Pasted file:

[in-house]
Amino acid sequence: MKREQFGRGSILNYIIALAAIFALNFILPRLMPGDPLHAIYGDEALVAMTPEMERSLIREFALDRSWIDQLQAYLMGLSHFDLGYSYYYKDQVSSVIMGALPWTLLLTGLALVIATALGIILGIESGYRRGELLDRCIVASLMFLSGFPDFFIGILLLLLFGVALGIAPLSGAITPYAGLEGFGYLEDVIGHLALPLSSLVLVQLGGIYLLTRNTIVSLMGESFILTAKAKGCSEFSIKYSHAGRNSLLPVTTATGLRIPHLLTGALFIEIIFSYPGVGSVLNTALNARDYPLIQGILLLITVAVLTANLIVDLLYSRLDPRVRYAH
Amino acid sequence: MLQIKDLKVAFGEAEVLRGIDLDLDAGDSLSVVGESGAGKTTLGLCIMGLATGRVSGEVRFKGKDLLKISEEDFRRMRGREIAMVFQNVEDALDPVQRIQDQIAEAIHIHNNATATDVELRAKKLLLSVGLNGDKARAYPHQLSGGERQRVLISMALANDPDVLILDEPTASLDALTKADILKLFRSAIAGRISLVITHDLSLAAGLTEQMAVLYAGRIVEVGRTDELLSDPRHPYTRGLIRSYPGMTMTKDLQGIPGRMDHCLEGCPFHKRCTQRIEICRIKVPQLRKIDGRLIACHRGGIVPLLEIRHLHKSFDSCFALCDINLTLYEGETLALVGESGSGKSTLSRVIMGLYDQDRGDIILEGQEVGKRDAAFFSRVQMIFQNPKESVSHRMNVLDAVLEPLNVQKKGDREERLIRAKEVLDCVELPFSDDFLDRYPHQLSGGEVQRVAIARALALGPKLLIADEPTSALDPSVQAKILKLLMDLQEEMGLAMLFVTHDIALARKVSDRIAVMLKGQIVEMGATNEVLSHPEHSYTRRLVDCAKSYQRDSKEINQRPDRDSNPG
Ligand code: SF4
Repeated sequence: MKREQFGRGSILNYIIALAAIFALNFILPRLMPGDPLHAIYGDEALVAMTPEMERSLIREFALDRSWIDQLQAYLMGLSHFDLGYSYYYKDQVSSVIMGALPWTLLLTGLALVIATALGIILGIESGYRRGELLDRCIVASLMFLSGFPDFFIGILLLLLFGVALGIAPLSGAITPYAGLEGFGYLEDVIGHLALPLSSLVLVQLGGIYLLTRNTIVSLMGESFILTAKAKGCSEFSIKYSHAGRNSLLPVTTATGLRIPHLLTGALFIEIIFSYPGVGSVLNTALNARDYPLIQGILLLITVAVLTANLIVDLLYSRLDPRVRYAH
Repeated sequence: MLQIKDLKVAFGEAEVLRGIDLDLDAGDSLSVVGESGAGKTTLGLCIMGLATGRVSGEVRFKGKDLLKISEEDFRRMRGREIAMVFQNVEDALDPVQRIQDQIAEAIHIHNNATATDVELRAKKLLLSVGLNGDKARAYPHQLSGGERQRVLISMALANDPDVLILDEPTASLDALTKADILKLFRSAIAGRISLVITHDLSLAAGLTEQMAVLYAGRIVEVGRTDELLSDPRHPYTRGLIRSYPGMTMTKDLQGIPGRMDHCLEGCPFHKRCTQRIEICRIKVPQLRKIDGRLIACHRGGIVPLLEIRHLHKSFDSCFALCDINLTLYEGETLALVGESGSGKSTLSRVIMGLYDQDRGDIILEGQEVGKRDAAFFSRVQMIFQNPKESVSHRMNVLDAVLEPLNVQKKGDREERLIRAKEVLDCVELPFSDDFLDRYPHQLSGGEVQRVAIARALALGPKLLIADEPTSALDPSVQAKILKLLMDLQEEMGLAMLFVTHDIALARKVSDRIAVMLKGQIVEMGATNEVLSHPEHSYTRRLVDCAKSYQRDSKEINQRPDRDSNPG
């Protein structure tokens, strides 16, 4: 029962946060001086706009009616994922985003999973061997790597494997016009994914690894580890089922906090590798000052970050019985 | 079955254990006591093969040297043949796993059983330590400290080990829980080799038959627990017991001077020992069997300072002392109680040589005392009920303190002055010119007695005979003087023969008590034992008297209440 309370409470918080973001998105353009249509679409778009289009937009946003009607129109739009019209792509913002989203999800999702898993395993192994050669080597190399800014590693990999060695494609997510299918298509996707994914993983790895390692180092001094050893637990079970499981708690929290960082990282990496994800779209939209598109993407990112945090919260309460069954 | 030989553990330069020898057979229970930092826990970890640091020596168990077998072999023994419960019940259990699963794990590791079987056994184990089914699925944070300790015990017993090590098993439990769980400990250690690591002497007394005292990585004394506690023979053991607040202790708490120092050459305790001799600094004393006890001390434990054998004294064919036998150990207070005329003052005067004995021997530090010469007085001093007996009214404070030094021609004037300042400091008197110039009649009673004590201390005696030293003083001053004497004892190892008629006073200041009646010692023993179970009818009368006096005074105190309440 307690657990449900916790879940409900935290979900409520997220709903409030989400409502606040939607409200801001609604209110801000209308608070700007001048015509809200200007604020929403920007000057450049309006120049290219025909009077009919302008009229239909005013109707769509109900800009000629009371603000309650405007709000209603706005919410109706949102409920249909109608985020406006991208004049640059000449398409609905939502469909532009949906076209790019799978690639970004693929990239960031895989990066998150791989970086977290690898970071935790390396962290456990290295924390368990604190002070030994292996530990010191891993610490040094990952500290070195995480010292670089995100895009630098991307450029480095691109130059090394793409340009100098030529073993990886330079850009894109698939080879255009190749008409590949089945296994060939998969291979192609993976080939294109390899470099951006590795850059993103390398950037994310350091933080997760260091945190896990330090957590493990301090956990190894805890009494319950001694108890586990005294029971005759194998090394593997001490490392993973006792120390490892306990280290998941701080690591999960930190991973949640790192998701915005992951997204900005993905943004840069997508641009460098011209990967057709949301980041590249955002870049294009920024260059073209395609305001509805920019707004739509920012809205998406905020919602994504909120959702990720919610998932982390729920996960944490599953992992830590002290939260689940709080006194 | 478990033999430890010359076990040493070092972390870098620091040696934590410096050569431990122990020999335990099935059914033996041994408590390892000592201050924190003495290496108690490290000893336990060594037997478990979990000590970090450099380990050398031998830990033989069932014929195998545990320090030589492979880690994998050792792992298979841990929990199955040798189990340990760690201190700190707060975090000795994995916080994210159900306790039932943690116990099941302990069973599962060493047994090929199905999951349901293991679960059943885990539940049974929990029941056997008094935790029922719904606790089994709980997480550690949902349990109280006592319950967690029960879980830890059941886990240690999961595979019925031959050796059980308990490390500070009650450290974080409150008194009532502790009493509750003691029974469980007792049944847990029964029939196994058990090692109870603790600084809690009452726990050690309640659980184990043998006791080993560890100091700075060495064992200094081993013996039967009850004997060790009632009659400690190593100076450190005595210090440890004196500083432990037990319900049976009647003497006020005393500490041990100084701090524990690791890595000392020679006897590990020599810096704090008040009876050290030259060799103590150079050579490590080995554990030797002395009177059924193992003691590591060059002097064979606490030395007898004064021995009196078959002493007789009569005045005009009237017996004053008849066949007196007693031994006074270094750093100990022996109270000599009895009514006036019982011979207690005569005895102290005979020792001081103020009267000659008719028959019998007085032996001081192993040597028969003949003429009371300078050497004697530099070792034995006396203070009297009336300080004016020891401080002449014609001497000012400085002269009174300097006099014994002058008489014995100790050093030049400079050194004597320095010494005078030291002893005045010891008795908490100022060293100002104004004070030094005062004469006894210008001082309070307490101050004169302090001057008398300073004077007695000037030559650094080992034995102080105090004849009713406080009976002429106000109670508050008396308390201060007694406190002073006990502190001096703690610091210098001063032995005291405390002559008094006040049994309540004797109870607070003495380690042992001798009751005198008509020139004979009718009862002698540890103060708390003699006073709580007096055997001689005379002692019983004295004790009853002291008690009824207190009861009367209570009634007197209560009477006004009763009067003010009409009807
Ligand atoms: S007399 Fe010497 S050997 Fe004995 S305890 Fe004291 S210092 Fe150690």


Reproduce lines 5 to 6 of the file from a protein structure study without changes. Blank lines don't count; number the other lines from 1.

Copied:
Repeated sequence: MKREQFGRGSILNYIIALAAIFALNFILPRLMPGDPLHAIYGDEALVAMTPEMERSLIREFALDRSWIDQLQAYLMGLSHFDLGYSYYYKDQVSSVIMGALPWTLLLTGLALVIATALGIILGIESGYRRGELLDRCIVASLMFLSGFPDFFIGILLLLLFGVALGIAPLSGAITPYAGLEGFGYLEDVIGHLALPLSSLVLVQLGGIYLLTRNTIVSLMGESFILTAKAKGCSEFSIKYSHAGRNSLLPVTTATGLRIPHLLTGALFIEIIFSYPGVGSVLNTALNARDYPLIQGILLLITVAVLTANLIVDLLYSRLDPRVRYAH
Repeated sequence: MLQIKDLKVAFGEAEVLRGIDLDLDAGDSLSVVGESGAGKTTLGLCIMGLATGRVSGEVRFKGKDLLKISEEDFRRMRGREIAMVFQNVEDALDPVQRIQDQIAEAIHIHNNATATDVELRAKKLLLSVGLNGDKARAYPHQLSGGERQRVLISMALANDPDVLILDEPTASLDALTKADILKLFRSAIAGRISLVITHDLSLAAGLTEQMAVLYAGRIVEVGRTDELLSDPRHPYTRGLIRSYPGMTMTKDLQGIPGRMDHCLEGCPFHKRCTQRIEICRIKVPQLRKIDGRLIACHRGGIVPLLEIRHLHKSFDSCFALCDINLTLYEGETLALVGESGSGKSTLSRVIMGLYDQDRGDIILEGQEVGKRDAAFFSRVQMIFQNPKESVSHRMNVLDAVLEPLNVQKKGDREERLIRAKEVLDCVELPFSDDFLDRYPHQLSGGEVQRVAIARALALGPKLLIADEPTSALDPSVQAKILKLLMDLQEEMGLAMLFVTHDIALARKVSDRIAVMLKGQIVEMGATNEVLSHPEHSYTRRLVDCAKSYQRDSKEINQRPDRDSNPG